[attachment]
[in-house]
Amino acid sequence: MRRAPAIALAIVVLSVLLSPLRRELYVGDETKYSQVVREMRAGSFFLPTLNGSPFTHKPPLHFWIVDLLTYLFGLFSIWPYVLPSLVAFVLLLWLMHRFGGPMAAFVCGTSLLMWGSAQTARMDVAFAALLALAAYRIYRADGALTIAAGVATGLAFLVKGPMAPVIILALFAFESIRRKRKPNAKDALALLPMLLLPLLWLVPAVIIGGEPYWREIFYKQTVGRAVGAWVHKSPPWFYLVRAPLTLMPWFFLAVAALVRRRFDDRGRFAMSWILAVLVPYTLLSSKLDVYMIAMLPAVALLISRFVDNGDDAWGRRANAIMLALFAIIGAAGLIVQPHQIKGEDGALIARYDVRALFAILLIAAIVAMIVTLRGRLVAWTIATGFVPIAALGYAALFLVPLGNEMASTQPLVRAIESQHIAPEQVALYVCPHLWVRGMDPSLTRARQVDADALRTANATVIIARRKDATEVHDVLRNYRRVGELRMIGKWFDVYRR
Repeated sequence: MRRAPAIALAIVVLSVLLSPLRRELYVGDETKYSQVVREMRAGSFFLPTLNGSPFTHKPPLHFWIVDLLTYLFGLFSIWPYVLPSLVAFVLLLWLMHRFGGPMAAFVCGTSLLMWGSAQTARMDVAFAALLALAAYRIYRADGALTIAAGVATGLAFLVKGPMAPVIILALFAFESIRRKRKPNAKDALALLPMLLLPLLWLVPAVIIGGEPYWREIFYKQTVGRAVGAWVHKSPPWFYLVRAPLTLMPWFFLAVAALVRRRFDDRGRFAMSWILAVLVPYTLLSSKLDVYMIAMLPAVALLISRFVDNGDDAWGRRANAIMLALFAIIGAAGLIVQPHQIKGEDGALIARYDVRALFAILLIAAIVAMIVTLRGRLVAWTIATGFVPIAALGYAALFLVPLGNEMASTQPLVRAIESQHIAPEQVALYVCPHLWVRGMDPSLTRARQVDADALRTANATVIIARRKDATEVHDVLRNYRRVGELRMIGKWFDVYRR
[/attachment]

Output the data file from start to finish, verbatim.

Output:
[in-house]
Amino acid sequence: MRRAPAIALAIVVLSVLLSPLRRELYVGDETKYSQVVREMRAGSFFLPTLNGSPFTHKPPLHFWIVDLLTYLFGLFSIWPYVLPSLVAFVLLLWLMHRFGGPMAAFVCGTSLLMWGSAQTARMDVAFAALLALAAYRIYRADGALTIAAGVATGLAFLVKGPMAPVIILALFAFESIRRKRKPNAKDALALLPMLLLPLLWLVPAVIIGGEPYWREIFYKQTVGRAVGAWVHKSPPWFYLVRAPLTLMPWFFLAVAALVRRRFDDRGRFAMSWILAVLVPYTLLSSKLDVYMIAMLPAVALLISRFVDNGDDAWGRRANAIMLALFAIIGAAGLIVQPHQIKGEDGALIARYDVRALFAILLIAAIVAMIVTLRGRLVAWTIATGFVPIAALGYAALFLVPLGNEMASTQPLVRAIESQHIAPEQVALYVCPHLWVRGMDPSLTRARQVDADALRTANATVIIARRKDATEVHDVLRNYRRVGELRMIGKWFDVYRR
Repeated sequence: MRRAPAIALAIVVLSVLLSPLRRELYVGDETKYSQVVREMRAGSFFLPTLNGSPFTHKPPLHFWIVDLLTYLFGLFSIWPYVLPSLVAFVLLLWLMHRFGGPMAAFVCGTSLLMWGSAQTARMDVAFAALLALAAYRIYRADGALTIAAGVATGLAFLVKGPMAPVIILALFAFESIRRKRKPNAKDALALLPMLLLPLLWLVPAVIIGGEPYWREIFYKQTVGRAVGAWVHKSPPWFYLVRAPLTLMPWFFLAVAALVRRRFDDRGRFAMSWILAVLVPYTLLSSKLDVYMIAMLPAVALLISRFVDNGDDAWGRRANAIMLALFAIIGAAGLIVQPHQIKGEDGALIARYDVRALFAILLIAAIVAMIVTLRGRLVAWTIATGFVPIAALGYAALFLVPLGNEMASTQPLVRAIESQHIAPEQVALYVCPHLWVRGMDPSLTRARQVDADALRTANATVIIARRKDATEVHDVLRNYRRVGELRMIGKWFDVYRR